The

groups of order 8 are split into

Let's sketch the proof that these last two are the only
nonabelian ones.

Let *G* be a group of order 8. By Lagrange's Theorem the order of an element
of *G* divides the order of *G*, in this case 8,
so each element has order 1,2,4 or 8.
If there is an element of order 8 then *G* is cyclic.
On the other hand if there is no element of order 4 then *G*
must consist of elements with order 2 (and the identity). It is
easy to see that such a group is abelian.

So for *G* to be nonabelian it must have an element of order
4, call it *a*. This gives us 4 elements of *G*, viz
*1,a,a*^{2},a^{3}. If there is an element
different from one of these with order 2, *s* say, then
since *sas*^{-1} also has order 4 and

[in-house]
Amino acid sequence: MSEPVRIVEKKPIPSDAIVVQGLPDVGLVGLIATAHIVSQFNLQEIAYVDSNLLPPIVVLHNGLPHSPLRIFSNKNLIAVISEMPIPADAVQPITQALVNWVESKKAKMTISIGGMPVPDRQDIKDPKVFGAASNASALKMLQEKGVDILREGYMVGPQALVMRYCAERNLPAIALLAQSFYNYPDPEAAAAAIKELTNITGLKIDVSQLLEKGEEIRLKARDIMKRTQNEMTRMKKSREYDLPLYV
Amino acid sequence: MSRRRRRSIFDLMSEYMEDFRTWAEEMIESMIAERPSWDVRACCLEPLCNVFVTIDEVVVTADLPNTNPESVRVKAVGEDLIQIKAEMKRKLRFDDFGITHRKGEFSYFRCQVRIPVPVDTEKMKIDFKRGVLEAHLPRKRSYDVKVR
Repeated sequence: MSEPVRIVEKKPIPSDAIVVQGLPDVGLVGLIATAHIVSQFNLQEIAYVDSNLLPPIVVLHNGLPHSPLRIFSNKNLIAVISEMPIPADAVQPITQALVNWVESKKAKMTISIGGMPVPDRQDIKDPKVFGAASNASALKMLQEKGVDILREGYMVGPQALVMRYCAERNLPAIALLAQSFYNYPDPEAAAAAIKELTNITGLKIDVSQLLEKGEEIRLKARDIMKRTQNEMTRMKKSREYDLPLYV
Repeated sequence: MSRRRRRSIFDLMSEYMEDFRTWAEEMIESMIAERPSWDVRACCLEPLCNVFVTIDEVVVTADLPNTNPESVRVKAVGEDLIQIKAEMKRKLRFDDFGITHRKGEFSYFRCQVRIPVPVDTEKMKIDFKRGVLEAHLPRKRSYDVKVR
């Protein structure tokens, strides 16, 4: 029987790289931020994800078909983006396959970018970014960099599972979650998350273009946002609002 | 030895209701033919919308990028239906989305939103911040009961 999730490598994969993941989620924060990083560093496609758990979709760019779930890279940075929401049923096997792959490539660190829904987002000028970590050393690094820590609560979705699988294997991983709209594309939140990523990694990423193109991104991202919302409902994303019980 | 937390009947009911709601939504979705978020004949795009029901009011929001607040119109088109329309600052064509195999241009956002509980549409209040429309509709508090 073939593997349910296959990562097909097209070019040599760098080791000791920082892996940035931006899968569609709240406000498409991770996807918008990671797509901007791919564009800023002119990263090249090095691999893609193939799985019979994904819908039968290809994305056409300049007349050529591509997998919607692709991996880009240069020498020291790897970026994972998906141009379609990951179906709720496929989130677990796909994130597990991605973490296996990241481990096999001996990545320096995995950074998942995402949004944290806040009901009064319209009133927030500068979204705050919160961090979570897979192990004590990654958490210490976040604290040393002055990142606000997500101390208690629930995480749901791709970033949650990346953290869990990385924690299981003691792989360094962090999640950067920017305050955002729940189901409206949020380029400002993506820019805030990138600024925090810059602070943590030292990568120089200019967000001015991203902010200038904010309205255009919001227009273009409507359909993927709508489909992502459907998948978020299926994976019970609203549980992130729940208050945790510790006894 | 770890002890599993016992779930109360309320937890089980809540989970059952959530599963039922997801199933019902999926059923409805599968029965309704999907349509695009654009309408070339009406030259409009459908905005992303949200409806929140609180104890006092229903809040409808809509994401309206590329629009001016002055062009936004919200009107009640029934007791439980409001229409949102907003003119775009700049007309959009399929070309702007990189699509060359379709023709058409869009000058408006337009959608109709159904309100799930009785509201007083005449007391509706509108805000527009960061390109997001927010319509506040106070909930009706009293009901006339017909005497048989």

*<a>* is a normal subgroup (having only 2 cosets).
This forces that *sas*^{-1}=a^{-1}.
This makes it clear that *G* is isomorphic to the Dihedral group *D*_{4}.

So this leaves us with the case that all the elements of *G*
different from the powers of *a* must have order 4.
Let *b* be one of these. Consider *b*^{2}.
This has order 2 and so it must equal *a*^{2}

Now let *c=ab*. Note that *c* is not a power of *a*
or *b*. So again *c* has order 4.

The elements of *G* are therefore

*{1,a,a*^{2},a^{3},b,a^{2}b,c,a^{2}c}

At this point it is clear that this group is isomorphic
to the Quaternion group. The isomorphism is given by
mapping *i,j,k* to *a,b,c* and -1 to *a*^{2}